The Wreck of the Titan or, Futility

The Wreck of the Titan

Chapter XIV

Morgan Robertson

IT WAS near noon of the next day that Rowland, seated in a steamer-chair with Myra and looking out on a sail-spangled stretch of blue from the saloon-deck of a west-bound liner, remembered that he had made no provisions to have Mrs. Selfridge notified by cable of the safety of her child; and unless Mr. Meyer or his associates gave the story to the press it would not be known.

“Well,” he mused, “joy will not kill, and I shall witness it in its fullness if I take her by surprise. But the chances are that it will get into the papers before I reach her. It is too good for Mr. Meyer to keep.”

But the story was not given out immediately. Mr. Meyer called a conference of the underwriters concerned with him in the insurance of the Titan at which it was decided to remain silent concerning the card they hoped to play, and to spend a little time and money in hunting for other witnesses among the Titan’s crew, and in interviewing Captain Barry, to the end of improving his memory. A few stormy meetings with this huge obstructionist convinced them of the futility of further effort in his direction, and, after finding at the end of a week that every surviving member of the Titan’s port watch, as well as a few of the other, had been induced to sign for Cape voyages, or had otherwise disappeared, they decided to give the story told by Rowland to the press in the hope that publicity would avail to bring to light corroboratory evidence.

And this story, improved upon in the repeating by Mr. Meyer to reporters, and embellished still further by the reporters as they wrote it up, particularly in the part pertaining to the polar bear,—blazoned out in the great dailies of England and the Continent, and was cabled to New York, with the name of the steamer in which John Rowland had sailed (for his movements had been traced in the search for evidence), where it arrived, too late for publication, the morning of the day on which, with Myra on his shoulder, he stepped down the gang-plank at a North River dock. As a consequence, he was surrounded on the dock by enthusiastic reporters, who spoke of the story and asked for details. He refused to talk, escaped them, and gaining the side streets, soon found himself in crowded Broadway, where he entered the office of the steamship company in whose employ he had been wrecked, and secured from the Titan’s passenger-list the address of Mrs. Selfridge—the only woman saved. Then he took a car up Broadway and alighted abreast of a large department store.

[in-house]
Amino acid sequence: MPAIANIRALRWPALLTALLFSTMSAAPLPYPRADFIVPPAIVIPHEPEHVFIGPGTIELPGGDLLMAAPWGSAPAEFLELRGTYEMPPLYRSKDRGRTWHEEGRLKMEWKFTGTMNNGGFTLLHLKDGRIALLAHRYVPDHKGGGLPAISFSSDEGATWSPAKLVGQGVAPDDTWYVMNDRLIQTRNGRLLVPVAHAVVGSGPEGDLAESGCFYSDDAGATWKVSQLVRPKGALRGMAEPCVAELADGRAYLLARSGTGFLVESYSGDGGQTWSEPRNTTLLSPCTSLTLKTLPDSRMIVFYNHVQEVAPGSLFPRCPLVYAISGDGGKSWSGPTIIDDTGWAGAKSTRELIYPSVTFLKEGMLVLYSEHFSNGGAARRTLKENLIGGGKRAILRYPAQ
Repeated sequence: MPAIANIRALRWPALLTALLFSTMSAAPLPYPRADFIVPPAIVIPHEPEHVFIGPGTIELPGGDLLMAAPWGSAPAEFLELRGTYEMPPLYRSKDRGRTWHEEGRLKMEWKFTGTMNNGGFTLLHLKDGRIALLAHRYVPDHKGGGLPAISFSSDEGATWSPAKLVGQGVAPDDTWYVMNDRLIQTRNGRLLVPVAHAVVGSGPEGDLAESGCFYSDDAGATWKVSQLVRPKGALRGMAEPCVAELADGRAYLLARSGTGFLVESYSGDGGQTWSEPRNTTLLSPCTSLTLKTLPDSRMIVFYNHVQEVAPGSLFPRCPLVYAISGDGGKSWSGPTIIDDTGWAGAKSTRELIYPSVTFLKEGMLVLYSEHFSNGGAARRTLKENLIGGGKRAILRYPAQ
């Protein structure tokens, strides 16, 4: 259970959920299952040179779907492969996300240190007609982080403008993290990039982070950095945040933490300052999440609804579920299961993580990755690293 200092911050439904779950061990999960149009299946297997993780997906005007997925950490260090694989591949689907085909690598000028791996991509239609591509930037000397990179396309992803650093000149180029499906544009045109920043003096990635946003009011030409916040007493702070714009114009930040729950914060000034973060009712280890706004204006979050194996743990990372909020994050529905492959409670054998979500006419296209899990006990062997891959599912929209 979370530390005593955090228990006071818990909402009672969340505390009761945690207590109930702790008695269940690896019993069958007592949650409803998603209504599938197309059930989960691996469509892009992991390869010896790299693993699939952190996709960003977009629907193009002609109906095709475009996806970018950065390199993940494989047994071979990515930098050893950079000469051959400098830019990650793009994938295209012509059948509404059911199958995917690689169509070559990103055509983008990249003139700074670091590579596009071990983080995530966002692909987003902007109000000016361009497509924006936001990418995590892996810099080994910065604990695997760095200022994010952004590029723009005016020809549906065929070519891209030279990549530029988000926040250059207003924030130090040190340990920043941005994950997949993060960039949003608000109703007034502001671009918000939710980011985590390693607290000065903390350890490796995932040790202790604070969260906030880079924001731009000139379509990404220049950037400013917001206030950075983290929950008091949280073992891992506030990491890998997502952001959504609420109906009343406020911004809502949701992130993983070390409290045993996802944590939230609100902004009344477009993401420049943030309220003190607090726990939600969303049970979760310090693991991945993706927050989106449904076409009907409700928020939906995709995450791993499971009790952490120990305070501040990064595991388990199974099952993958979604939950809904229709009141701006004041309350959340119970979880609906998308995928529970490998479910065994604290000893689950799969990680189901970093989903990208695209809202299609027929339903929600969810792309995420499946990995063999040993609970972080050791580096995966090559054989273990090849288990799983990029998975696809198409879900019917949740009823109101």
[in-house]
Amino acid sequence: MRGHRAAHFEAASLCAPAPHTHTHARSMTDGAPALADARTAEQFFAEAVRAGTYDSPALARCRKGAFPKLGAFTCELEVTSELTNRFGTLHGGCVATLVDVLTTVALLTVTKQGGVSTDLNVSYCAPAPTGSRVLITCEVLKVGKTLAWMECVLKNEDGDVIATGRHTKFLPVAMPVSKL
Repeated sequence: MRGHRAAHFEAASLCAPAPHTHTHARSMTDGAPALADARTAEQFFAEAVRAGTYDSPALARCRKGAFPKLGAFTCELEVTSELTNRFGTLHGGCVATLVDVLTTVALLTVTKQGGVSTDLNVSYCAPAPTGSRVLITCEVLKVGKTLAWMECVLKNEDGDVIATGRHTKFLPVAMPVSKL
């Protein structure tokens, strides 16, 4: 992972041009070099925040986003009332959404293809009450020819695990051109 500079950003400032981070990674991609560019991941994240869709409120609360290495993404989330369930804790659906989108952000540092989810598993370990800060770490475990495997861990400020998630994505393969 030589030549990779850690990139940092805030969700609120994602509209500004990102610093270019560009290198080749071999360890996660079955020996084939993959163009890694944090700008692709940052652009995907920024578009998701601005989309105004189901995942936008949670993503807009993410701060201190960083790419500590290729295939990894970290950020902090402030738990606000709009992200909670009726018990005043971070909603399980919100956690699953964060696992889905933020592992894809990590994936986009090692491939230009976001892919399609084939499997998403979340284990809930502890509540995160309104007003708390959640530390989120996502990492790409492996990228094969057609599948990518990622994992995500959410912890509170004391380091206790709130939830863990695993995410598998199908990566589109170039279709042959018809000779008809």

“We’re going to see mamma, soon, Myra,” he whispered in the pink ear; “and you must go dressed up. It don’t matter about me; but you’re a Fifth Avenue baby—a little aristocrat. These old clothes won’t do, now.” But she had forgotten the word “mamma,” and was more interested in the exciting noise and life of the street than in the clothing she wore. In the store, Rowland asked for, and was directed to the children’s department, where a young woman waited on him.

“This child has been shipwrecked,” he said. “I have sixteen dollars and a half to spend on it. Give it a bath, dress its hair, and use up the money on a dress, shoes, and stockings, underclothing, and a hat.” The young woman stooped and kissed the little girl from sheer sympathy, but protested that not much could be done.

“Do your best,” said Rowland; “it is all I have. I will wait here.”

An hour later, penniless again, he emerged from the store with Myra, bravely dressed in her new finery, and was stopped at the corner by a policeman who had seen him come out, and who marveled, doubtless, at such juxtaposition of rags and ribbons.

“Whose kid ye got?” he demanded.

“I believe it is the daughter of Mrs. Colonel Selfridge,” answered Rowland, haughtily—too haughtily, by far.

“Ye believe—but ye don’t know. Come back into the shtore, me tourist, and we’ll see who ye shtole it from.”

“Very well, officer; I can prove possession.” They started back, the officer with his hand on Rowland’s collar, and were met at the door by a party of three or four people coming out. One of this party, a young woman in black, uttered a piercing shriek and sprang toward them.

“Myra!” she screamed. “Give me my baby—give her to me.”

She snatched the child from Rowland’s shoulder, hugged it, kissed it, cried, and screamed over it; then, oblivious to the crowd that collected, incontinently fainted in the arms of an indignant old gentleman.

“You scoundrel!” he exclaimed, as he flourished his cane over Rowland’s head with his free arm. “We’ve caught you. Officer, take that man to the station-house. I will follow and make a charge in the name of my daughter.”

“Then he shtole the kid, did he?” asked the policeman.

“Most certainly,” answered the old gentleman, as, with the assistance of the others, he supported the unconscious young mother to a carriage. They all entered, little Myra screaming for Rowland from the arms of a female member of the party, and were driven off.

“C’m an wi’ me,” uttered the officer, rapping his prisoner on the head with his club and jerking him off his feet.

Then, while an approving crowd applauded, the man who had fought and conquered a hungry polar bear was dragged through the streets like a sick animal by a New York policeman. For such is the stultifying effect of a civilized environment.

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